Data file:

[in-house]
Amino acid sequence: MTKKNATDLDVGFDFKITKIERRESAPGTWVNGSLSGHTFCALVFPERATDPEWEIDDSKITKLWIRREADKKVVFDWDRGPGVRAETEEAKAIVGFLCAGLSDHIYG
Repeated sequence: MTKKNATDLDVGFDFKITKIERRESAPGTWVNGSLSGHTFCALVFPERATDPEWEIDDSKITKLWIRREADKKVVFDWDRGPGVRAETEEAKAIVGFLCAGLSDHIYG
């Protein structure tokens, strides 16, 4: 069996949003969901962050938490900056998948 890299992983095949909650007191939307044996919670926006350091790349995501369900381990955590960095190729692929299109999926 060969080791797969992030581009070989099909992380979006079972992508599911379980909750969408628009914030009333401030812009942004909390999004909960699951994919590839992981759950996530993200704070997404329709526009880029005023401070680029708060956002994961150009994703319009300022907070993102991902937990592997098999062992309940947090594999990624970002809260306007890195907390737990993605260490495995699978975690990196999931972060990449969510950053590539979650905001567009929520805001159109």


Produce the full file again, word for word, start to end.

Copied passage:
[in-house]
Amino acid sequence: MTKKNATDLDVGFDFKITKIERRESAPGTWVNGSLSGHTFCALVFPERATDPEWEIDDSKITKLWIRREADKKVVFDWDRGPGVRAETEEAKAIVGFLCAGLSDHIYG
Repeated sequence: MTKKNATDLDVGFDFKITKIERRESAPGTWVNGSLSGHTFCALVFPERATDPEWEIDDSKITKLWIRREADKKVVFDWDRGPGVRAETEEAKAIVGFLCAGLSDHIYG
């Protein structure tokens, strides 16, 4: 069996949003969901962050938490900056998948 890299992983095949909650007191939307044996919670926006350091790349995501369900381990955590960095190729692929299109999926 060969080791797969992030581009070989099909992380979006079972992508599911379980909750969408628009914030009333401030812009942004909390999004909960699951994919590839992981759950996530993200704070997404329709526009880029005023401070680029708060956002994961150009994703319009300022907070993102991902937990592997098999062992309940947090594999990624970002809260306007890195907390737990993605260490495995699978975690990196999931972060990449969510950053590539979650905001567009929520805001159109």